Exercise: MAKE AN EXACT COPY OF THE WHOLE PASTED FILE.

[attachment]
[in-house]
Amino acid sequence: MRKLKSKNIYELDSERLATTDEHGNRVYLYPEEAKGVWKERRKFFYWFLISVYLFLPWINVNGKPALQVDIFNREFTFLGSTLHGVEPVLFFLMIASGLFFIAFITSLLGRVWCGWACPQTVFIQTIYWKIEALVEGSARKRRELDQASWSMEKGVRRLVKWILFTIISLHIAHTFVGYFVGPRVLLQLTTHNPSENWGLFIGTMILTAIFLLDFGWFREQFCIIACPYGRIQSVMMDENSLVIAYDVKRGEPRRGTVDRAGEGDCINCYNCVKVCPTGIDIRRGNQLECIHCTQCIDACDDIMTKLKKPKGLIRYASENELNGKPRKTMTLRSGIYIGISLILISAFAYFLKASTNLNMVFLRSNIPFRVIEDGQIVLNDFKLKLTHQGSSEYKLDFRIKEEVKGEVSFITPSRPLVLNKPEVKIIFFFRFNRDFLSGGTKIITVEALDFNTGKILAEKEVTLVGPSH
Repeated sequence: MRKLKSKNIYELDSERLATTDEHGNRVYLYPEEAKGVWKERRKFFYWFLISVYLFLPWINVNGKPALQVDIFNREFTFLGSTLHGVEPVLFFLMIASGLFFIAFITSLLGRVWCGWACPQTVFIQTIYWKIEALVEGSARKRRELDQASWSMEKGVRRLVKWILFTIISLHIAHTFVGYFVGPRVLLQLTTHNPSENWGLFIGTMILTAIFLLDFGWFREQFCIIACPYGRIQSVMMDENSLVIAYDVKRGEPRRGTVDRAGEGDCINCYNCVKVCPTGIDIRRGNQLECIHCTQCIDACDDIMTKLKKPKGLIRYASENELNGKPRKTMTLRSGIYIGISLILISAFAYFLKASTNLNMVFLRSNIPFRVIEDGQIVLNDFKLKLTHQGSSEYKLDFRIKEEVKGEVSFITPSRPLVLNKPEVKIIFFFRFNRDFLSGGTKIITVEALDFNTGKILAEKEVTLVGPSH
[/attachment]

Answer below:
[in-house]
Amino acid sequence: MRKLKSKNIYELDSERLATTDEHGNRVYLYPEEAKGVWKERRKFFYWFLISVYLFLPWINVNGKPALQVDIFNREFTFLGSTLHGVEPVLFFLMIASGLFFIAFITSLLGRVWCGWACPQTVFIQTIYWKIEALVEGSARKRRELDQASWSMEKGVRRLVKWILFTIISLHIAHTFVGYFVGPRVLLQLTTHNPSENWGLFIGTMILTAIFLLDFGWFREQFCIIACPYGRIQSVMMDENSLVIAYDVKRGEPRRGTVDRAGEGDCINCYNCVKVCPTGIDIRRGNQLECIHCTQCIDACDDIMTKLKKPKGLIRYASENELNGKPRKTMTLRSGIYIGISLILISAFAYFLKASTNLNMVFLRSNIPFRVIEDGQIVLNDFKLKLTHQGSSEYKLDFRIKEEVKGEVSFITPSRPLVLNKPEVKIIFFFRFNRDFLSGGTKIITVEALDFNTGKILAEKEVTLVGPSH
Repeated sequence: MRKLKSKNIYELDSERLATTDEHGNRVYLYPEEAKGVWKERRKFFYWFLISVYLFLPWINVNGKPALQVDIFNREFTFLGSTLHGVEPVLFFLMIASGLFFIAFITSLLGRVWCGWACPQTVFIQTIYWKIEALVEGSARKRRELDQASWSMEKGVRRLVKWILFTIISLHIAHTFVGYFVGPRVLLQLTTHNPSENWGLFIGTMILTAIFLLDFGWFREQFCIIACPYGRIQSVMMDENSLVIAYDVKRGEPRRGTVDRAGEGDCINCYNCVKVCPTGIDIRRGNQLECIHCTQCIDACDDIMTKLKKPKGLIRYASENELNGKPRKTMTLRSGIYIGISLILISAFAYFLKASTNLNMVFLRSNIPFRVIEDGQIVLNDFKLKLTHQGSSEYKLDFRIKEEVKGEVSFITPSRPLVLNKPEVKIIFFFRFNRDFLSGGTKIITVEALDFNTGKILAEKEVTLVGPSH